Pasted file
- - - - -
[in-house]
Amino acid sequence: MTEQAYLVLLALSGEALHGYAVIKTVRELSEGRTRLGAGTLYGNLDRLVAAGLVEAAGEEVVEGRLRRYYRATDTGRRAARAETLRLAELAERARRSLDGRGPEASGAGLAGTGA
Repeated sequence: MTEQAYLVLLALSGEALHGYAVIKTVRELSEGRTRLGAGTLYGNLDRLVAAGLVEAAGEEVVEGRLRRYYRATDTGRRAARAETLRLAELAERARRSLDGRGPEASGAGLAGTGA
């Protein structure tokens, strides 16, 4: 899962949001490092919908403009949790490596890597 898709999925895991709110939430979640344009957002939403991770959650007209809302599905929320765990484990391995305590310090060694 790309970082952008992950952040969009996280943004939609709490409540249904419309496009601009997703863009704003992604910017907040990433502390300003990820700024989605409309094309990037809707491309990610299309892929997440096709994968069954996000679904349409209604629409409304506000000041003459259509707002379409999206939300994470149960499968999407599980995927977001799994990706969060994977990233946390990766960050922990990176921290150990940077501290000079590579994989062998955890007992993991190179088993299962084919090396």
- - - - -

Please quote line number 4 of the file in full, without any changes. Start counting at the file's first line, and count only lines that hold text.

């Protein structure tokens, strides 16, 4: 899962949001490092919908403009949790490596890597 898709999925895991709110939430979640344009957002939403991770959650007209809302599905929320765990484990391995305590310090060694 790309970082952008992950952040969009996280943004939609709490409540249904419309496009601009997703863009704003992604910017907040990433502390300003990820700024989605409309094309990037809707491309990610299309892929997440096709994968069954996000679904349409209604629409409304506000000041003459259509707002379409999206939300994470149960499968999407599980995927977001799994990706969060994977990233946390990766960050922990990176921290150990940077501290000079590579994989062998955890007992993991190179088993299962084919090396």